Performance & drive
What it’s like to drive, and how quiet it is
Engine, 0-60mph and gearbox
The Grandland X’s engine range opens with a turbocharged 1.2-litre petrol. You might expect this to struggle given its small size, but it produces a respectable 128bhp. You have to work it hard before it gives its best, though, so it can feel a little strained when you have to get up to motorway speeds on a short slip road, for example. The less powerful Skoda Karoq 1.0 TSI 115 is a little quicker, but this is still our pick of the Grandland X range.
The 128bhp 1.5 diesel accelerates more strongly from low down in the rev range and takes you to motorway speeds briskly enough. It runs out of puff quickly when driven hard, though, so you’ll be changing through the gears quickly. A six-speed manual gearbox is standard with the diesel and petrol engines and an automatic ‘box is optional.
There’s a choice of two plug-in hybrids, each of which have an eight-speed automatic gearbox. The Hybrid is front-wheel drive and offers 222bhp, while the Hybrid4 adds an electric motor to power the rear wheels, taking total power up to 296bhp – enough for a 0-62mph time of 5.9 seconds. Of these, we’ve tried only the Hybrid4, and it’s certainly quick; there’s enough power in electric mode to easily keep up with traffic, even if you find yourself on a motorway. It’s also officially able to travel up to 35 miles under electric power alone from a full charge – although you can expect a figure closer to 25-30 miles in real-world driving conditions. However, with the hybrids commanding such a huge leap in price, we reckon most buyers will be better off with the cheaper petrol engine.
Suspension and ride comfort
The ride isn’t as forgiving of poor road surfaces as the Nissan Qashqai’s, but, on the whole, it isn't too bad, taking the edge off bumps and expansion joints that the firmer-riding Seat Ateca would thud over. The Hybrid4 is noticeably firmer-riding than the standard car, however, and feels more unsettled over pockmarked urban roads. We suspect this is partly down to the extra weight of its batteries and the fact that it comes on giant 19in wheels, while other variants get smaller 17in or 18in alloys.
The side-effect of the comparative softness of the standard Grandland X’s suspension is that the body can move around a fair bit over undulating roads, and the consistent bobbing that results tends to jostle you and your passengers around. However, it’s something you’ll be aware of rather than overly annoyed by.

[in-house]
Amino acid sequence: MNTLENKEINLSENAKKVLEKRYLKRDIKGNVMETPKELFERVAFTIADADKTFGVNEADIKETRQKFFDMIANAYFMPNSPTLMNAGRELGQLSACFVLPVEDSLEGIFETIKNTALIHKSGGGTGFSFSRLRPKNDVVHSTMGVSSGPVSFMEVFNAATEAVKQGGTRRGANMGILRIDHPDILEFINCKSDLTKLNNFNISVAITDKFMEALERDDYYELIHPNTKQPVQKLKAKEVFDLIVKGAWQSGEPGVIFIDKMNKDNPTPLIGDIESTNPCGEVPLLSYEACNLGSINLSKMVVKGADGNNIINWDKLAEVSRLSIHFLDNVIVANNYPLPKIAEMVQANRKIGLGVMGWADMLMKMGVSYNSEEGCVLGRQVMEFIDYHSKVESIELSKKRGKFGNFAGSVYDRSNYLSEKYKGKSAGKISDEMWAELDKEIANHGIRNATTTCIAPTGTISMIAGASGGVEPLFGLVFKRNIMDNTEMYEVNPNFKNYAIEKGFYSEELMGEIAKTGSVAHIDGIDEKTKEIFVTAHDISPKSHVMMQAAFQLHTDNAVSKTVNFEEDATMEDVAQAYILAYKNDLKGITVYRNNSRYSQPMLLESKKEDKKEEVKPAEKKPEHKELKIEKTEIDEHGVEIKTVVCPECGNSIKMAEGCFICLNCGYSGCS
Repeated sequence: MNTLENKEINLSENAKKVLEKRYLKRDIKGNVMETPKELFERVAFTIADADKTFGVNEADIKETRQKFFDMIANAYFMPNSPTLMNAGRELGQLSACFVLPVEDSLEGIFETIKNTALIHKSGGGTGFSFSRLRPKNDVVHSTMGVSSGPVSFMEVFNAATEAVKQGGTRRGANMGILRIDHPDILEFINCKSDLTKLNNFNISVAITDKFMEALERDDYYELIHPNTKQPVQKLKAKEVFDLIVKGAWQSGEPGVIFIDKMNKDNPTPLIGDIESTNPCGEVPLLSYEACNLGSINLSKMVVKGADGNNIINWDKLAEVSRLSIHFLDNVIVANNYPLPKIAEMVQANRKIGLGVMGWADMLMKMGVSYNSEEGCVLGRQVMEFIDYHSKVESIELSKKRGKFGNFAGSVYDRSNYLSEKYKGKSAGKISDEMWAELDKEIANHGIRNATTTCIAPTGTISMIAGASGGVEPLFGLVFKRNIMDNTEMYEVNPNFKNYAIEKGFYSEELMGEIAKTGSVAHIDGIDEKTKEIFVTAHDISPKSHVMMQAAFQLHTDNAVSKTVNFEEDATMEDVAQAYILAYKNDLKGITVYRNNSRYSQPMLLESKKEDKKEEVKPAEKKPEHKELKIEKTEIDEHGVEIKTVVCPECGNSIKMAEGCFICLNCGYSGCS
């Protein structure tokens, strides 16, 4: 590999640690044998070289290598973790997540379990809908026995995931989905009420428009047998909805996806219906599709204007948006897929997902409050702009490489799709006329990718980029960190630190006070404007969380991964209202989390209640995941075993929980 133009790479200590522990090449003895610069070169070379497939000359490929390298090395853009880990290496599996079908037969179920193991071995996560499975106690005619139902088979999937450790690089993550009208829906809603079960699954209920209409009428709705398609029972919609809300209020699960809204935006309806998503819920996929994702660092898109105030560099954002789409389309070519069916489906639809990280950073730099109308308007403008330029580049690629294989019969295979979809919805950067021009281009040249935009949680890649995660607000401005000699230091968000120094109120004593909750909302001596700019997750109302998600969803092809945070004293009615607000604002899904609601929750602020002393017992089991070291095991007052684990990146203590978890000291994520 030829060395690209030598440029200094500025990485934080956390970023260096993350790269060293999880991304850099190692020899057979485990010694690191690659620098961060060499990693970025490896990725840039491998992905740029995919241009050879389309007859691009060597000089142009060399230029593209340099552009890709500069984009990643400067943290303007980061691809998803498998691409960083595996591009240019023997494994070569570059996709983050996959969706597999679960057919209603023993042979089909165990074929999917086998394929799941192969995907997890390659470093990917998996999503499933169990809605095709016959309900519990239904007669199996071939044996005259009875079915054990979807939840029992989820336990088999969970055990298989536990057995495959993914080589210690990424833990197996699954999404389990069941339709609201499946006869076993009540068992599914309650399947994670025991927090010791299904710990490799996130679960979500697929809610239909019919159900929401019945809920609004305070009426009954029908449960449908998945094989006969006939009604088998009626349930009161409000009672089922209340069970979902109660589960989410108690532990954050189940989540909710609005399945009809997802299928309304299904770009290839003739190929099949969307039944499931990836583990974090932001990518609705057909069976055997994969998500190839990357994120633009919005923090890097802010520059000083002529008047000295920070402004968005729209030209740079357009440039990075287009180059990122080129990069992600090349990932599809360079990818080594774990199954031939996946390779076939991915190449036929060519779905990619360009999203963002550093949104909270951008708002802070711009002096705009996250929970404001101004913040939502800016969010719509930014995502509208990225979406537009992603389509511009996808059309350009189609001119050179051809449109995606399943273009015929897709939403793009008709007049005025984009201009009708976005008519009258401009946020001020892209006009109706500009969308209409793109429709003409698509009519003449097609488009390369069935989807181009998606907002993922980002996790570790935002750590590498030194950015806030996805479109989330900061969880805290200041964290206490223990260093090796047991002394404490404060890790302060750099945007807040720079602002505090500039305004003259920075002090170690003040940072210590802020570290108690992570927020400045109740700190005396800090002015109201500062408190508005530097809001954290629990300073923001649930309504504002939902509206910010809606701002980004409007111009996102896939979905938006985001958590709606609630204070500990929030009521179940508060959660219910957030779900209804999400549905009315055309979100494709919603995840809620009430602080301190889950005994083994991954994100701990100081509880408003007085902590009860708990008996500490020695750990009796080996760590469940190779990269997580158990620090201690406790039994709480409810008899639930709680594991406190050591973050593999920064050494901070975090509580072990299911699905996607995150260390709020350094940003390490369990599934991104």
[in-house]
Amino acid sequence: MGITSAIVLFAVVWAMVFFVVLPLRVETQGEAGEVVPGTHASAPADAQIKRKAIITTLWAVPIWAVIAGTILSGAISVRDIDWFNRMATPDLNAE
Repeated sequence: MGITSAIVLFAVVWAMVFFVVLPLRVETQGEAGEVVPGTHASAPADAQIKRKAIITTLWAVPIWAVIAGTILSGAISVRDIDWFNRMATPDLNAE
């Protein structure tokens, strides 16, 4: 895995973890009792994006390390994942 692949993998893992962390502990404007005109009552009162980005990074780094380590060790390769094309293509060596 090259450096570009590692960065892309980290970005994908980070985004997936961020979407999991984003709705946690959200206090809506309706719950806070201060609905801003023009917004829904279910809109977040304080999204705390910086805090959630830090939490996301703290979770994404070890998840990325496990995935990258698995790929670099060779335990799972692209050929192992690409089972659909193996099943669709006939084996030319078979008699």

Ride comfort in the comparable Peugeot 3008 is negatively affected when you specify ‘IntelliGrip’ grip control as part of the optional All Road Pack – its contents include a set of stiffer all-weather tyres. We expect the story to be similar on the Grandland X.
Despite fairly soft suspension, the conventionally powered Grandland X doesn't sway about too much through bends, but there is a noticeable amount of nose-dive under braking and the opposite sensation under hard acceleration. The considerable weight of the batteries of the hybrid models leads to a bit more body lean and a slight reduction in agility. Grip levels are fine in all variants, but handling is tidy rather than enjoyable.
The steering feels vague around the straight-ahead, leading to a rather dead feel on the motorway, but once you turn the wheel past the first few degrees the car starts to change direction quite quickly. That inconsistency can take a while to acclimatise to; in a Seat Ateca, for example, the steering is more progressive and feels more intuitive.
Put simply, if driving pleasure is a high priority, the Seat Ateca is much more likely to satisfy.
Noise and vibration
The three-cylinder petrol thrums away and sounds rather coarse at high revs, plus there’s a constant whine from the engine when settled at cruising speeds. It also sends quite a few vibrations through the pedals and gearlever at certain engine speeds, and, while the diesel is quieter overall, it still makes a racket, especially at higher revs. Manual models have a rather long throw to their gearshift, while the optional automatic in petrol and diesel models shifts gently between gears, but is a little too keen to kick down.
Hybrid models run smoothly and quietly on electric power, but once the 1.6-litre petrol engine kicks into life, you can’t help but notice it sending quite a few vibrations through the controls. Thankfully it’s relatively quiet when you’re pottering around and at a cruise, but it becomes rather coarse if you decide to try and match the claimed 5.9sec 0-62 time. The switch between petrol and electric running isn’t as seamless as that you’ll experience in the the Kia Niro plug-in, either.
From about 50mph upwards in all versions, you have to put up with some wind noise emanating from around the door mirrors and, on coarse surfaces, a degree of road noise, too. It’s not overwhelmingly loud, but the Nissan Qashqai is noticeably quieter.
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